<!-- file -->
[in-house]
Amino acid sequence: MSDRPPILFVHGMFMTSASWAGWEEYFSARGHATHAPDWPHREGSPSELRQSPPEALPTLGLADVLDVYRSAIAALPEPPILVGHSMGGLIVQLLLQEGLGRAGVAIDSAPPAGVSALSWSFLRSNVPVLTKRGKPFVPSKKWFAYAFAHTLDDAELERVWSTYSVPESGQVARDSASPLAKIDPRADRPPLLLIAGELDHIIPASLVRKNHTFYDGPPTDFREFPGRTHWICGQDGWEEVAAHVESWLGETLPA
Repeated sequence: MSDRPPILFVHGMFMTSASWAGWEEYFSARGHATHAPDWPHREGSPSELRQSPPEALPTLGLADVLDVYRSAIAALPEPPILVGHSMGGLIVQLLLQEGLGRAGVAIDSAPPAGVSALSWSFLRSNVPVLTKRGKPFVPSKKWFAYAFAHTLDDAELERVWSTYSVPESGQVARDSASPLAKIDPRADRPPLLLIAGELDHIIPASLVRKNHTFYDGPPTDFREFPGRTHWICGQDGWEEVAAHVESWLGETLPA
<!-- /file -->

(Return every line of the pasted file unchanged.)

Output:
[in-house]
Amino acid sequence: MSDRPPILFVHGMFMTSASWAGWEEYFSARGHATHAPDWPHREGSPSELRQSPPEALPTLGLADVLDVYRSAIAALPEPPILVGHSMGGLIVQLLLQEGLGRAGVAIDSAPPAGVSALSWSFLRSNVPVLTKRGKPFVPSKKWFAYAFAHTLDDAELERVWSTYSVPESGQVARDSASPLAKIDPRADRPPLLLIAGELDHIIPASLVRKNHTFYDGPPTDFREFPGRTHWICGQDGWEEVAAHVESWLGETLPA
Repeated sequence: MSDRPPILFVHGMFMTSASWAGWEEYFSARGHATHAPDWPHREGSPSELRQSPPEALPTLGLADVLDVYRSAIAALPEPPILVGHSMGGLIVQLLLQEGLGRAGVAIDSAPPAGVSALSWSFLRSNVPVLTKRGKPFVPSKKWFAYAFAHTLDDAELERVWSTYSVPESGQVARDSASPLAKIDPRADRPPLLLIAGELDHIIPASLVRKNHTFYDGPPTDFREFPGRTHWICGQDGWEEVAAHVESWLGETLPA